Just because you've solved a standing chemistry challenge doesn't mean you can't make it better. Rice University scientists had that in mind when they set out to improve their technique to make a common building block for drugs.
Rice chemist Julian West and graduate student Yen-Chu Lu found that an Earth-abundant salt of manganese further simplifies the process of synthesizing fluoroketones, precursor molecules for drug design and manufacture.
The complex method required catalysts of expensive silver until the West lab figured out how to replace it with a cerium-based compound. That in turn led the researchers to eye manganese as a next-level catalyst.
The lab reported its results in the American Chemical Society journal ACS Catalysis.
Attaching negatively charged fluorine atoms to ketones, biological compounds with a variety of structures, helps direct the functional groups toward desired reactions when used in anticancer and other compounds, West said. He noted in the previous study that replacing hydrogen atoms with fluorines "is like armor plating at that position" and helps drugs last longer in the body.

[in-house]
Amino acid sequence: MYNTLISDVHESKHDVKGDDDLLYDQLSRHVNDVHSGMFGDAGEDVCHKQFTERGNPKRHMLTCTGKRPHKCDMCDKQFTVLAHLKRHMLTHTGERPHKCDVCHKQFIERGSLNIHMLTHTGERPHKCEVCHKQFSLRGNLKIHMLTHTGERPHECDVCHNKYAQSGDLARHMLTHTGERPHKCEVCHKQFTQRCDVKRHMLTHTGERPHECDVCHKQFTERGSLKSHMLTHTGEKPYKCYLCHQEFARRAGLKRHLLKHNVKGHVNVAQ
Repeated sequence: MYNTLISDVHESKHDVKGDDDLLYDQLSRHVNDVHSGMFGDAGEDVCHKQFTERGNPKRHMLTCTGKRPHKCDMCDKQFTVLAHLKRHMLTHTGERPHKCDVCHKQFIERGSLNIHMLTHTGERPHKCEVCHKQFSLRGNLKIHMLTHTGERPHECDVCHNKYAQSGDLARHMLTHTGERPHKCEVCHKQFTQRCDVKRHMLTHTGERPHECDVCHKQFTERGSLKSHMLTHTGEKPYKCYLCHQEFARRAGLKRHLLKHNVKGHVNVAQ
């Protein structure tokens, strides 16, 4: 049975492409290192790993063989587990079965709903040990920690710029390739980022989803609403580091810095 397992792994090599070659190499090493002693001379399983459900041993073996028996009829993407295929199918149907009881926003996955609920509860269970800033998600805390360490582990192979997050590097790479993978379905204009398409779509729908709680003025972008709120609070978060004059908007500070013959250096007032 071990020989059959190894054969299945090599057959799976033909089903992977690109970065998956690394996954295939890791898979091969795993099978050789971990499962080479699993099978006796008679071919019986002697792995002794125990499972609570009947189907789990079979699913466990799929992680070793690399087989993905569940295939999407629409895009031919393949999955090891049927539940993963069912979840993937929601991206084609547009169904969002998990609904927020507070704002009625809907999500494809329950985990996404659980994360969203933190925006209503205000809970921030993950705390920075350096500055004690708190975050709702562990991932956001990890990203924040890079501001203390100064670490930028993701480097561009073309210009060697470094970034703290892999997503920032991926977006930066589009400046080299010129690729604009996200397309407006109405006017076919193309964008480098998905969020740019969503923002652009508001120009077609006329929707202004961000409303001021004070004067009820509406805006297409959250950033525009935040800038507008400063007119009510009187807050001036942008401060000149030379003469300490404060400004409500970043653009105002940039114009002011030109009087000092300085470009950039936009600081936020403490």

Manganese has several advantages over cerium, West said, and not just for its easy availability and low cost.
"The amount of product we got with cerium was good, but for it to work, we had to use as much cerium as starting material," said West, an assistant professor of chemistry. "With manganese, we required less than a 10th as much catalyst—and more importantly, it...
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